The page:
What are the maximum resources available for a Server?
Virtual server configurations are subject to the following limits, according to the CPU type:
AMD CPU: Up to 62 cores and 240 GB RAM
Intel® CPU: Up to 27 Intel® cores and 120 GB RAM
A single Intel® physical core with Hyper-Threading Technology is exposed to the operating system of your virtual server as two distinct “logical cores”, which process separate threads.
Minimum: 1 GB
Maximum: 16 TB
Minimum: 100 GB
Maximum: 1 TB
Because the size of the working memory (RAM) cannot be processed during the initial configuration, newly provisioned servers with more than 8 GB of RAM may not start successfully when created from IONOS Windows images.
We recommend initially setting the RAM size to 8 GB; RAM size can then be scaled as needed after the initial provisioning and configuration.
What are the Availability Zones?
IONOS data centers are divided into separate areas called Availability Zones.
You can enhance reliability and set up high-availability scenarios by deploying redundant virtual servers and storage devices across multiple Availability Zones.
Use Inspector > Properties > Availability Zone menu to change the Availability Zone
What is Live Vertical Scaling?
Live Vertical Scaling (LVS) technology permits you to scale the number of CPU cores and amount of RAM while the server is running, without having to restart it. Please note that Windows only allows scaling the number of CPU cores, but not the amount of RAM. For scaling to more than eight CPU cores, Windows requires a reboot.
You should use DCD to shut down your server completely. Your VM will then be marked as "shut down" in the DCD. Shutting down a VM at the operating system level alone does not deallocate its resources or suspend the billing.
Try to connect to your VM using the Remote Console to see if it is up and running. If you have trouble logging on to your VM, please provide our support team with screenshots of error messages and prompts from the Remote Console.
Windows users: Please send us a screenshot of the Task Manager.
Linux users: Please send us the output of uptime and top.
How do I get the root/admin passwords with IONOS images?
When using IONOS-provided images, you set the passwords yourself prior to provisioning.
Why does my newly provisioned server not start?
Newly provisioned servers with more than 8 GB of RAM may not start successfully when created from IONOS Windows images, because the RAM size cannot be processed during the initial configuration.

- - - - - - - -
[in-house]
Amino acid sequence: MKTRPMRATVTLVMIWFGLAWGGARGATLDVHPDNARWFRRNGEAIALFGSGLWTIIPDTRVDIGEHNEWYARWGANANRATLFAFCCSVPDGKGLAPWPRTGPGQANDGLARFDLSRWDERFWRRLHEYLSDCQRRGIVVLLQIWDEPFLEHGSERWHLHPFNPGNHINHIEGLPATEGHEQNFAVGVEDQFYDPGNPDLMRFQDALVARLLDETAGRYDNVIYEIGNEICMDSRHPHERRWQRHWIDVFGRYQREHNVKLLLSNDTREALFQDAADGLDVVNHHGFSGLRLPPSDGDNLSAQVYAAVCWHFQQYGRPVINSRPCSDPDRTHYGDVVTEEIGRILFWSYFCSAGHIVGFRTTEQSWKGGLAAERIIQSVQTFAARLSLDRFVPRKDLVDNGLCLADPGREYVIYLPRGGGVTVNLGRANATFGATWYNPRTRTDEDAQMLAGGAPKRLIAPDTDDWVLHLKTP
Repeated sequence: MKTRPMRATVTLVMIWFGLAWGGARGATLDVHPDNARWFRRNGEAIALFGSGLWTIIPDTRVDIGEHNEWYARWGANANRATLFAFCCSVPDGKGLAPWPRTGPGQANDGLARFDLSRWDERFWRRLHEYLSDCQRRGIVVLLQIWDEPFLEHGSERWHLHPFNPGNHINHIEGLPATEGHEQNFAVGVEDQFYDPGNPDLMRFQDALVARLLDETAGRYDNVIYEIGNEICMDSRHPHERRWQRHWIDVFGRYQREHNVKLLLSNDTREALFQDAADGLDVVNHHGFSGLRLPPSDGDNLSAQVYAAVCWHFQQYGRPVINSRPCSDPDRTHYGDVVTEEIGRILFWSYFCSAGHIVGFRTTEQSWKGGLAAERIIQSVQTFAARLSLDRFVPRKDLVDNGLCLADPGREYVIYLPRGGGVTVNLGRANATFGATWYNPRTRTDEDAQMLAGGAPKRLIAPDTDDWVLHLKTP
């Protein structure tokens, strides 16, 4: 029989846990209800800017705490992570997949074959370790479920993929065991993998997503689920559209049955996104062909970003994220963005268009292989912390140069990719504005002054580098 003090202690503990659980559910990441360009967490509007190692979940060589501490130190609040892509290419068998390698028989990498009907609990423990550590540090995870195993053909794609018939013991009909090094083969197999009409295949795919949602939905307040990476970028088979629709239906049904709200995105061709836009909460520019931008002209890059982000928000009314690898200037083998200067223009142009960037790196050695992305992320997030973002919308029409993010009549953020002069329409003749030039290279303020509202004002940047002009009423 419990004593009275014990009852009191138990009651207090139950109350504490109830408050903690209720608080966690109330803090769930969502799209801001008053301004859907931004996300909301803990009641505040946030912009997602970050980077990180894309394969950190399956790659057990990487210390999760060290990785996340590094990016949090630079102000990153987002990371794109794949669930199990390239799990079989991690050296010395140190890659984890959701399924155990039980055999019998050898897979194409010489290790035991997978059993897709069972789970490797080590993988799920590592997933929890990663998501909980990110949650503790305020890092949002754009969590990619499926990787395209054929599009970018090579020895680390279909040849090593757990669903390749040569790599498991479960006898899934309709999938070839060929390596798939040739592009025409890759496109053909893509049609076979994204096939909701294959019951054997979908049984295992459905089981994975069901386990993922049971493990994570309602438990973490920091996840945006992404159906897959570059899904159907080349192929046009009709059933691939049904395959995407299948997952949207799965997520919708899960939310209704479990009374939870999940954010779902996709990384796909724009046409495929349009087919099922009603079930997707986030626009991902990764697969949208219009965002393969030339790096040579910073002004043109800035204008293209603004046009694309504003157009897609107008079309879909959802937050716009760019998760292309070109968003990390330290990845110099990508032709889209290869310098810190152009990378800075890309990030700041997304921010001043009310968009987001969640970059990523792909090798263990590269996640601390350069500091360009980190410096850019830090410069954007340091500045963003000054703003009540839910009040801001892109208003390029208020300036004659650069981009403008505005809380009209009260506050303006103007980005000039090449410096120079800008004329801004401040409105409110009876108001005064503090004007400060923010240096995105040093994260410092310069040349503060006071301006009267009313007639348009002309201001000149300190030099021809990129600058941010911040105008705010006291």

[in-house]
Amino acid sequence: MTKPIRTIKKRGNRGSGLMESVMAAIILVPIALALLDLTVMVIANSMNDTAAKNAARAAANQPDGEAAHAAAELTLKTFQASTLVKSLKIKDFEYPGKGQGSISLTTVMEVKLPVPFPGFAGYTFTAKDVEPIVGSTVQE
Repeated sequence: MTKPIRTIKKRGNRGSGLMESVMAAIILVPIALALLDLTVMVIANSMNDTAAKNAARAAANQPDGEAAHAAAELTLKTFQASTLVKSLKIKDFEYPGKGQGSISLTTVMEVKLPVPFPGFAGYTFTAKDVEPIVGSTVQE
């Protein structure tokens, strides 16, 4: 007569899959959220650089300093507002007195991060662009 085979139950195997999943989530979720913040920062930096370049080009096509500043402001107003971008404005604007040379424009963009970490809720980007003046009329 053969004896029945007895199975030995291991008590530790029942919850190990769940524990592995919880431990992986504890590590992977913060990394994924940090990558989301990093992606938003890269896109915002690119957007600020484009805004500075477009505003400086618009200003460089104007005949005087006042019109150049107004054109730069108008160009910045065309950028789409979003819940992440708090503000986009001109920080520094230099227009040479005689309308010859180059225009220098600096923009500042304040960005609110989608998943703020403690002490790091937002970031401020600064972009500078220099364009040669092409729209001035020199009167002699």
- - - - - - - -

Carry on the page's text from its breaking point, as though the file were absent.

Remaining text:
An error is displayed according to the server version; for example, Windows Server 2012 R2 displays the following message:
"Windows could not finish configuring the system. To attempt to resume configuration, restart the computer."
We recommend initially setting the RAM size to 8 GB, and rescaling it as needed after the initial provisioning and configuration is complete.
Which CPU architecture should I choose?
The choice of CPU architecture primarily depends on your workload and performance requirements. Intel® processors are oftentimes more powerful than AMD processors. Intel® processors are designed for compute-intensive applications and workloads where the benefits of hyperthreading and multitasking can be fully exploited. Intel® cores cost twice as much as AMD cores. Therefore, it is recommended that you measure and compare the actual performance of both CPU architectures against your own workload. You can change the CPU type in the DCD or use the API, and see for yourself whether Intel® processors deliver significant performance gains, or more economical AMD cores still meet your requirements.
With our unique "Core Technology Choice" feature, we are the only cloud computing provider that makes it possible to flexibly change the processor architecture per virtual instance.
What do I do if the cursor in the Remote Console disappears?
When the cursor disappears after logging on to the Remote Console, you can reconnect to the server using the appropriate menu entry.
What are Cloud Cubes?
For a long time, the duopoly of virtual private servers (VPS) and dedicated cloud servers dominated virtualized computing environments.
Enter Cloud Cubes — virtual private service instances — the next generation of IaaS. Developed by IONOS Cloud, Cubes are ideal for specific workloads that do not require high compute performance from all resources at all times — development and testing environments, website hosting, simple web applications, and so on.
While based on shared resources, the Cubes can rival physical servers through a platform design that can redistribute available performance capacities among individual instances. At the same time, reduced operational complexity and highly optimized resource utilization translate into lower operating costs.
m = PVPanic device is available as moduley = PVPanic device is native available in the kerneln = PVPanic device is not available
When the device is not available (CONFIG_PVPANIC=n), use another kernel or image.
How do I install the device driver for the pvpanic device on Windows?
For your virtual machines running Microsoft Windows, we provide an ISO image that includes all the relevant drivers for your instance. Just log into DCD, open your chosen virtual data center, add a CD-ROM drive and insert the driver ISO as shown below (this can also be done via CloudAPI).
Please note that a reboot is required to add the CD drive.
Once provisioning is complete, you can log into your OS by adding drivers for the unknown device through the Device Manager. Just enter devmgmt.msc in the Windows search bar, console, or PowerShell to open it.
Since this is a Plug & Play driver, there is no need to reboot the machine.